What is a function?

A function in Bash is like a function in any programming languages. A function is a subroutine in a program, and though I wont go into detail on that here you can learn more about it at wikipedia.

How to

In bash the syntax to create a function is really simple, here is an example.

function sayHello() { echo hello; }

This creates a function called sayHello that, when called, will echo "hello" to the screen. To call this function inside a script is also simple, you treat sayHello as though it is a command that you would call just like any other in the script. For example:

#!/bin/bash
function sayHello() { echo hello; }
echo "about to call the function."
sayHello
echo "done"

This output of this script will be this.

about to call the function hello done

The sayHello function, when called, will just execute the code that is inside the function and move on.

What can you do with functions?

Functions can be handy for a lot of reasons.

Redirect Output

You can send the output from the function to a file instead of standard output. For example you could change the script to this:

#!/bin/bash
function sayHello() { echo hello; }
echo "about to call the function."
sayHello > file.txt
echo "done"

This will take the output from the sayHello function and send it to file.txt.

Replace Complicated Commands

You can take a command that is annoying to type over and over and put it into a function that makes it easier to call. For example:

#!/bin/bash
function toLower() {
     tr "[:upper:]" "[:lower:]"
}

This function can take in a string and return the string with only lowercase letters. To use this function in a script you would write it like this.

#!/bin/bash
function toLower() {
      tr "[:upper:]" "[:lower:]"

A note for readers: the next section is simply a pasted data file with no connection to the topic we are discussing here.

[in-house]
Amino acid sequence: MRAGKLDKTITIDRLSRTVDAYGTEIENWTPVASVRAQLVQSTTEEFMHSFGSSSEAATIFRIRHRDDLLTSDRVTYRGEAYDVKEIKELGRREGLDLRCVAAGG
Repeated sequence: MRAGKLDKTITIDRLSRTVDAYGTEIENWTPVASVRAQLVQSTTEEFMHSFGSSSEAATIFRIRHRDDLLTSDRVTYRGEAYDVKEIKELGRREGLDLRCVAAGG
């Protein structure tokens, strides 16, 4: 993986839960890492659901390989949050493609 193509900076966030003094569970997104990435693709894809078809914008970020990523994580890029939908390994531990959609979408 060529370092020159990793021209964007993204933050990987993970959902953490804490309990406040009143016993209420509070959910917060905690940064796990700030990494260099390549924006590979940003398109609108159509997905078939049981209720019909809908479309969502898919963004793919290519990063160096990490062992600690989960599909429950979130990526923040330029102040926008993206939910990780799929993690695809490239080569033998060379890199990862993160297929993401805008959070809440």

}

echo "ThIs SeNtEnCe Is TeRrIbLe To LoOk At!!" | toLower

The output from this script will be...

this sentence is terrible to look at!!

And as you can see it is no longer terrible to look at anymore :)

NOTE: The function must be created in the script before it is called in the script! Otherwise the script will say the command doesn't exist. To remedy this I make all of my functions at the top of the script.

Usage Statements

You can create on usage error in your script (the output you see when you call a program with the -h or --help switch normally). This can be helpful because you can call the function to print the usage for multiple reasons, such as calling it with the -h switch, or supplying an incorrect argument, etc.

#!/bin/bash
function printUsage() {
      echo "Usage: $0 [-v] [-d <directory>]"
} 
# this next line will check if the first argument is empty, if it is it will print the usage and exit
[[ -z $1 ]] && (printUsage; exit 1)

Passing Arguments

When a function gets called, it gets executed the exact same way a program or script would get executed. This means that you can pass command line arguments to the function the same way you would with a script, and you would read them the same way. For example.

#!/bin/bash
function isEmpty() {
     [[ -z $1 ]] && echo "empty" || echo "NOT empty"
}
VARIABLE="test"
isEmpty $VARIABLE

This script will set a the variable VARIABLE to "test", and will then pass it into the function isEmpty. This function can then reference that variable by using the variable $1, because it was passed to the function as an argument. If the variable is empty it will print "empty", otherwise it will print "NOT empty".

When to use functions

This rule is not set-in-stone, but more or less a rule of thumb. If you're going to use the same code more than once in a script, consider if it would be better to write the code once in a function, and call that function multiple times.